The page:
AUSTRALIAN police have reached a body in the Blue Mountains which they believe to be that of missing British-Australian man Gary Tweddle.
A striped shirt found near the body matched the description of the one Mr Tweddle was wearing on the night he went missing, said a police officer at the scene.
An ambulance rescue helicopter spotted the man’s body on Monday afternoon. It was located in a tree growing from a crevice in a cliff at Leura in an area inaccessible by foot.
Mr Tweddle, 23, went missing seven weeks ago from a work conference for his company Oracle following a night out with colleagues.
Police officers have abseiled down the cliff at the end of Sublime Point Road and were working to secure the body on Tuesday. However police said it would be several hours until the body was recovered and formally identified.
“I can confirm we have found a deceased male … in what’s described as a slot in the cliff line,” Superintendent Darryl Jobson said.
The police have been in close contact with Mr Tweddle’s family members.
“The family have been very strong and stoic throughout. It’s absolutely amazing to see the strength they’ve been able to garner from each other,” said Superintendent Jobson
“They have gone through a rollercoaster of emotions, as you can well appreciate.
“They are really after a sense of closure.”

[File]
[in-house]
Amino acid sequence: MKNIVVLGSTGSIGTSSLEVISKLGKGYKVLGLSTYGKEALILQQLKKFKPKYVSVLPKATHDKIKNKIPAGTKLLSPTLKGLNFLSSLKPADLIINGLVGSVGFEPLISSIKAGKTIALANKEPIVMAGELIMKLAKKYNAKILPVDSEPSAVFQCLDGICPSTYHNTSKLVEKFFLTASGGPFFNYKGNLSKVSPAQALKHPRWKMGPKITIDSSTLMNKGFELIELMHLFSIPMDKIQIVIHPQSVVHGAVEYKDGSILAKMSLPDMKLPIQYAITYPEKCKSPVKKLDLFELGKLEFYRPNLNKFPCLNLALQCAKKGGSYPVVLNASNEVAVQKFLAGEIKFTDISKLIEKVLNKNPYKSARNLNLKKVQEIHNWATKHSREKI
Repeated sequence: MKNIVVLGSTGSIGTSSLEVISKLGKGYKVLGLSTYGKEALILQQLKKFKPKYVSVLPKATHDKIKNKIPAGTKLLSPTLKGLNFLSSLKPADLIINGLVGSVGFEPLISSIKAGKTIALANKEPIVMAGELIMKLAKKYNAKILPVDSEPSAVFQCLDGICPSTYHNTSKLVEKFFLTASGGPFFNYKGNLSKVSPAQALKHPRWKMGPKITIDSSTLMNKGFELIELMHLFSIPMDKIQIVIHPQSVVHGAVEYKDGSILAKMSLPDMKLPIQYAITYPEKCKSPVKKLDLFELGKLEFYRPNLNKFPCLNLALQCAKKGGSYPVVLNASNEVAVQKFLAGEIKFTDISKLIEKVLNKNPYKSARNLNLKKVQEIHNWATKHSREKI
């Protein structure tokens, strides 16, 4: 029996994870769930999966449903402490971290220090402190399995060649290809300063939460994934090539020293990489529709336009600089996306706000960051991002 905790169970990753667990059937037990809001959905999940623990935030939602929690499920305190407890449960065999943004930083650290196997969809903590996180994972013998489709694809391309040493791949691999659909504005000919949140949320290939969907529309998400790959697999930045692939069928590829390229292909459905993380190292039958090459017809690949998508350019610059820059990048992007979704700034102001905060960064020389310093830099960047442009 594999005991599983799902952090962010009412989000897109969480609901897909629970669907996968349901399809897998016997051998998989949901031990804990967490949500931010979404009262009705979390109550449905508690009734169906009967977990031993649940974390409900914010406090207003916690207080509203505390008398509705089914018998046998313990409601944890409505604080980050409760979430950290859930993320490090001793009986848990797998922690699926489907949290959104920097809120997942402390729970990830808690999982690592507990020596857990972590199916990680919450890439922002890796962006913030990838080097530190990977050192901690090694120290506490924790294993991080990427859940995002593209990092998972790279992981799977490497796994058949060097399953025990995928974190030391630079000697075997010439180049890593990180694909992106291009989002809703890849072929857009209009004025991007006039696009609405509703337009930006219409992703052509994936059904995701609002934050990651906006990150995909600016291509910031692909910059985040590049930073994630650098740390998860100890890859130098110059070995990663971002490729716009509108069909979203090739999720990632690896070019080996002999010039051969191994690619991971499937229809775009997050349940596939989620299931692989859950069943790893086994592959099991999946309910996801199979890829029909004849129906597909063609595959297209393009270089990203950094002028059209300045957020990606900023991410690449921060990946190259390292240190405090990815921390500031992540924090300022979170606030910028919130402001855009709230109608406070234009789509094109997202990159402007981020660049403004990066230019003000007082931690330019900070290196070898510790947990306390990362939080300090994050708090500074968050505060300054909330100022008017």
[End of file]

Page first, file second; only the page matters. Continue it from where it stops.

Mr Tweddle’s girlfriend Anika Haigh travelled from Queensland to the Blue Mountains in the hope there would be a resolution following today’s rescue mission.
“Please know that nothing has been confirmed at this stage but I hope in a few hours we will have an answer either way,” Ms Haigh wrote on Facebook.
“One thing I know for certain is that Gary will come home one day – his fight, determination & ‘never give up’ attitude that we all loved so much about him will guide him.
“Your time of hide & seek needs to end now though please. Time to come home where you belong. I love you.”
Mr Tweddle moved from the UK in June 2005 at the age of 15, and lived in Sydney prior to his disappearance.
He was last heard from in the early hours of 16 July when he spoke on the phone to colleagues for 17 minutes, saying he was lost in bushland but could see a light on the hill.
Police have declared his disappearance as a suspected, accidental death in a report filed with the coroner last week.
(AAP Image/Dean Lewins)